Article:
FUN FEATURES: In true Disney style, this is a ship that has been liberally sprinkled with fairy dust, and the kind of unique features that we’ve come to expect from Disney. Top of the bill is AquaDuck. Described as the first “water-coaster at sea” this fun-filled flume ride snakes 765ft across the deck, taking riders through a transparent tube that swings them out over the side of the ship and along the decks before plunging them through the funnel. Fun, but over too quickly! Another highlight was meeting Crush, the cool-dude sea turtle from Finding Nemo, who livened up mealtimes in the Animator’s Palate restaurant, talking and joking with diners from large video screens mounted on the walls. The décor on Disney Dream is surprisingly tasteful and low-key, evoking the golden age of cruising with art deco touches similar to those found on Disney’s sister ships Disney Magic and Disney Wonder. While the Dream is 50 per cent larger, it still manages to hold on to the same intimate ambience, but benefits from a greater range of facilities and unique flourishes including ‘Enchanted Art’ pictures that magically come alive as you walk past.
CABINS: Inside cabins have also been fitted with innovative “virtual portholes” offering a window to the world outside, fed with real-time video footage and spiced up with surprise appearances by Disney characters. Most cabins sleep three to four passengers and are classically designed with maritime-style décor, but one of their best features is the bath/shower room and separate toilet that are such a bonus for families.
ADULTS: Adults aren’t forgotten either with The District; a collection of adult-only nightspots on Deck Four, including the novel Pink cocktail lounge; the Skyline metropolitan bar with changing cityscapes along the wall; and Evolution, the line’s first nightclub. On Deck 11 is the Senses Spa where couples’ spa villas cost a cool $449 for two hours, plus an adult pool and deck area.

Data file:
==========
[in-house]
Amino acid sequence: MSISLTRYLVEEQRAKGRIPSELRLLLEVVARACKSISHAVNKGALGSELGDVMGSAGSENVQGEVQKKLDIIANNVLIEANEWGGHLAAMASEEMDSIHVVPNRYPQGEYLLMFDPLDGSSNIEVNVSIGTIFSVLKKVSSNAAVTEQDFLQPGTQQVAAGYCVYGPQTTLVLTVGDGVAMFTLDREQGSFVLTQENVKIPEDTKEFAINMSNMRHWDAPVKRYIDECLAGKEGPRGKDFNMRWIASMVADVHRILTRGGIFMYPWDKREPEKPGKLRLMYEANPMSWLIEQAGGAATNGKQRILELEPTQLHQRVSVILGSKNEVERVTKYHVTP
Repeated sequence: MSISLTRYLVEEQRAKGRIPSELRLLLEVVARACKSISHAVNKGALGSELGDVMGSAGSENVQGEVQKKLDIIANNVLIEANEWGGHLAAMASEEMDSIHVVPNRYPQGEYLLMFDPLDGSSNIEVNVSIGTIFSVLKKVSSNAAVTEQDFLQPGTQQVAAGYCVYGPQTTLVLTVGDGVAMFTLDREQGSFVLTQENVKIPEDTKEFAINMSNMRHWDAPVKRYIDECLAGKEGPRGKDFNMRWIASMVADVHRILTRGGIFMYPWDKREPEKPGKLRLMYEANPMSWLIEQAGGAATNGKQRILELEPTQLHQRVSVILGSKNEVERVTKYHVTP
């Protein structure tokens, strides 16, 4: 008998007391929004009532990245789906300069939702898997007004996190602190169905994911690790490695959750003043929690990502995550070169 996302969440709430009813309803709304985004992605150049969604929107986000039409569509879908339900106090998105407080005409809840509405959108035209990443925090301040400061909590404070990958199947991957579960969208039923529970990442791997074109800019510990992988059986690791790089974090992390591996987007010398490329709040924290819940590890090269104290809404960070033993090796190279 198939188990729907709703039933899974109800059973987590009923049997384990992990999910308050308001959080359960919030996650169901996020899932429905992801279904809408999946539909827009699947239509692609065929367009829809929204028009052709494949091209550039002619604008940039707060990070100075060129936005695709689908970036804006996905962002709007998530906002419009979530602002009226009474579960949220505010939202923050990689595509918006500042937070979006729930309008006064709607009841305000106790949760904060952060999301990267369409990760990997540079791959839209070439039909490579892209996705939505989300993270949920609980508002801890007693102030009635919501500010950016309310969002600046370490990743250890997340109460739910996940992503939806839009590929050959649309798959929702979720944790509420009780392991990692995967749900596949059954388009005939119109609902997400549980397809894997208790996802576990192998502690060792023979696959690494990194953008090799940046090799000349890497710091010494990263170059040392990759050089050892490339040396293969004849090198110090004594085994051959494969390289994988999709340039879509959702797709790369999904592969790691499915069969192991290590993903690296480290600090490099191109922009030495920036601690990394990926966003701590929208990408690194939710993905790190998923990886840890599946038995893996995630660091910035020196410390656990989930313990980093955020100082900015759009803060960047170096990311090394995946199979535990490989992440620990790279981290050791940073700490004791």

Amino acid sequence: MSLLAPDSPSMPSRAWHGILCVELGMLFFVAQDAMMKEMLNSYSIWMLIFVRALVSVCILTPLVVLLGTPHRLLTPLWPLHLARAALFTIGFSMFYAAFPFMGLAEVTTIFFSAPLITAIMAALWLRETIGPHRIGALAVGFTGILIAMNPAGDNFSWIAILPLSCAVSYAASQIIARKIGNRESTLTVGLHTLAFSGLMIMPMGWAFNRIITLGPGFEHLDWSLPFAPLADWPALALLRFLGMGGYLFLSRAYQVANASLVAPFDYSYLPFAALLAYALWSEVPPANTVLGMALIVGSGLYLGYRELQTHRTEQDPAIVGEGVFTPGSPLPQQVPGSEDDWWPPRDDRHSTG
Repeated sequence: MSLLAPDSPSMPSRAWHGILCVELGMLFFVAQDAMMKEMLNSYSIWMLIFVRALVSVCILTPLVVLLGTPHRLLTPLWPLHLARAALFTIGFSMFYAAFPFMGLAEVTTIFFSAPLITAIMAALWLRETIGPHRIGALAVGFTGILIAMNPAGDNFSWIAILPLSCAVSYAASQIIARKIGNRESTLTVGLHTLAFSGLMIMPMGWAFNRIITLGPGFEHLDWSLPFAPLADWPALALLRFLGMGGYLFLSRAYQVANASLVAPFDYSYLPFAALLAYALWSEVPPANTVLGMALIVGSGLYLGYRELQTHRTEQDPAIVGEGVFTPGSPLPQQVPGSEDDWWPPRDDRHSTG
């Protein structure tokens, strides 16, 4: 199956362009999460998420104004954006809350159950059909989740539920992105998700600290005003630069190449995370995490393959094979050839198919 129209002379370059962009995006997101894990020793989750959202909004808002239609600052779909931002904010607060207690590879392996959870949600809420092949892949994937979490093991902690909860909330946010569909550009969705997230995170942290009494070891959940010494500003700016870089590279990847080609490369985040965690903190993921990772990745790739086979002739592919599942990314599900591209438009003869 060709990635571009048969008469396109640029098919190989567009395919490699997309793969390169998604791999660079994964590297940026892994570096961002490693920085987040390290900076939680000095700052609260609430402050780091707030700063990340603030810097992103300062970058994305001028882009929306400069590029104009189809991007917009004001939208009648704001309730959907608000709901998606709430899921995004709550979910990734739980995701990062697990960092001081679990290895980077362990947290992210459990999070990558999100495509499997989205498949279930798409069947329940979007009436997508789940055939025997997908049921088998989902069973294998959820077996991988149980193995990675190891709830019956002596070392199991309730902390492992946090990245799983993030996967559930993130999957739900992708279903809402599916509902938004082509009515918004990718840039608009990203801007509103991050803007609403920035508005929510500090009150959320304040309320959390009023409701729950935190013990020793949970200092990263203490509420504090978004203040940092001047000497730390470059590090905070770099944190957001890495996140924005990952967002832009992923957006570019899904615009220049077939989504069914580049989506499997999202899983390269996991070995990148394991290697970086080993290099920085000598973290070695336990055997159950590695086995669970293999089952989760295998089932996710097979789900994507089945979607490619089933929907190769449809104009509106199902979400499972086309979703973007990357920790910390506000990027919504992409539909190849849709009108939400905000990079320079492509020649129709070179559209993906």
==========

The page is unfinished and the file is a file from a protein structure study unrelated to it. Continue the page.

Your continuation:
DINING: Disney Dream offers a similar rotational dining experience to the Wonder and Magic where families get to sample the three main restaurants: the art studio-style Animator’s Palate; the conservatory-like Enchanted Garden, inspired by the gardens of Versailles; and the Royal Palace restaurant styled on Disney’s classic princess films. The biggest addition is the debut of the line’s first premier dining option, Remy, named after the rat in the film Ratatouille and serving up French gourmet cuisine under the patronage of award-winning chefs. Its eye-watering $75 per head charge makes it the most expensive speciality restaurant afloat, but a less expensive option is offered by Palo, an elegant Italian fine-dining restaurant costing $20.
First Launched: January 2011
Length/Tonnage: 1,115 feet/130,000-tonnes
Freelance Journalist, Selling Cruising